Remedy debuts long-form sponsored stories
If we've learned anything from the New York Times's “Snowfall” or the Guardian's “Firestorm,” it's that traffic numbers are not the end-all currency for web content. As these seminal multimedia pieces have shown, there's clearly a new emphasis for the web on engagement and time spent.
While online media may have initially been characterized by speed and agility, the medium has begun to find its long-form voice through immersive, emotional storytelling. An estimated 30 million people go online to seek stories of those with chronic illnesses, and Remedy Health, with its new Live Bold Live Now (LBLN) Immersion Series, sees an opportunity to extend that voice to patients.
“It's an empowerment initiative,” Remedy Health's chief revenue officer, Jim Curtis, said of the LBLN series, which debuted February 18. “It's an emotional connection between patients who have real expertise connecting with [others] and motivating them to stay and be healthy.”
LBLN, he added, looks to harness the inherent emotional nature of the patient journey with uniquely inspiring individuals who find ways to not only overcome illness, but also goals that could easily inspire the healthy, too.
One of the first three pieces, all of which carry advertising by AbbVie's autoimmune drug Humira, documents part of the life of Rob Hill, an activist for Crohn's disease and founder of IDEAS, the Intestinal Disease Education and Awareness Society.
“Rob [pictured, right] is suffering from Crohn's disease and it almost took his life,” Curtis recounts, “so to inspire people to live with Crohn's, and know that they can treat it and live with normal lives, he decided to climb seven of the highest peaks on seven continents around the world.”
Rob's story—available on Remedy's HealthCentral.com—chronicles the early stages of his illness, through a relapse brought on by a car accident, to its peak when he eventually conquers Mount Everest, with plenty of visuals to accompany readers along the way.
Remedy found Rob through recommendations from its own patient experts, who are often selected from people who have already contributed to the website in some way. The firm then vets the candidate to ensure theirs is a truly inspiring story, and a film crew goes out to capture his or her life. An in-house tech team then creates the cinemagraphs (a static image with a recurring movement within it), and mixes and melds the audio and video to create distinct, cohesive chapters. The entire process takes three to four months, according to Curtis.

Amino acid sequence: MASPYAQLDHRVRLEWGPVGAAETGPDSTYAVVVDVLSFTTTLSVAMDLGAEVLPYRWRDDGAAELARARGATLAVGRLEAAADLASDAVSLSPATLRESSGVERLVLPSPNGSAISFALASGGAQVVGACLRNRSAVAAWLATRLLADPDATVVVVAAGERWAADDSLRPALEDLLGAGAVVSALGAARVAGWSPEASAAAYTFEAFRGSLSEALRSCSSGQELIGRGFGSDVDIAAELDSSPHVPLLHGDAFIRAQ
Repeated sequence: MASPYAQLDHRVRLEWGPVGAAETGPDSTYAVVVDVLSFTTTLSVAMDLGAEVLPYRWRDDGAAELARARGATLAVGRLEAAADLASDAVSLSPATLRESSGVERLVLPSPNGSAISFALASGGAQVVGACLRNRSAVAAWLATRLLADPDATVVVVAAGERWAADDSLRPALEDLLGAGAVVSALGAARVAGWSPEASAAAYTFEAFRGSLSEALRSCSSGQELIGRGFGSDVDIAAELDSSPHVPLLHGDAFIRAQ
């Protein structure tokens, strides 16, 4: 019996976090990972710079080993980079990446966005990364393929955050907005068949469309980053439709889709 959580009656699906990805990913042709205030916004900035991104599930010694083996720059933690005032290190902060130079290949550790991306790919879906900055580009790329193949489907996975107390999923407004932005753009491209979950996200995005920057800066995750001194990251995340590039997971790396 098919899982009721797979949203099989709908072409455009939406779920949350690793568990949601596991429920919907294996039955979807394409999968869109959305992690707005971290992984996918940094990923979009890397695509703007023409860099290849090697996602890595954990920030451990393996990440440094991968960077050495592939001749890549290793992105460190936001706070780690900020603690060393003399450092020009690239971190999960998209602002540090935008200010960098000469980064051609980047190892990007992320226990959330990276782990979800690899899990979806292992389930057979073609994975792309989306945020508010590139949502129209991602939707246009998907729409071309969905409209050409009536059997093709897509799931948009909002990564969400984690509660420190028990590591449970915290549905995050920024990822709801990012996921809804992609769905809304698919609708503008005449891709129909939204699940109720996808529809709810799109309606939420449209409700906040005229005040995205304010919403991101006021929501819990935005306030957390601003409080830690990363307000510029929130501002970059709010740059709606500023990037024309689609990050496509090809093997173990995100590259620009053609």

The results, Remedy says, have been encouraging so far. “We've found that patients are spending 3.5 times longer with these pieces than other parts of the site with flat media,” he said. The series has been promoted throughout Remedy's sites editorially and through its point-of-care magazines, available in pharmacies. Stories are also accessible on mobile devices.
The almost four-month production time is made possible through pharma sponsors, who were part of the original spark to start the initiative, Curtis pointed out. “What we were finding from both our advertiser requests for proposals and the interaction from our patient experts and patients was that there were a lot of uncontrolled conditions, there was a lot of hopelessness, there were a lot of people stuck in the house, or just not living their best lives, when all they really needed was a little bit of direction or motivation.”
LBLN's little bit of motivation will eventually assume the form of a 10-part series, he said. “We expect that we will partner with additional pharmaceutical companies to develop HIV, diabetes.” Remedy is already at work on a piece for multiple sclerosis, although Curtis declined to name the sponsor.
Remedy has long sought to foster relationships. Last year, viewership was up 50% across all its web properties as minutes per viewer reached 4.5, according to comScore Media Metrix.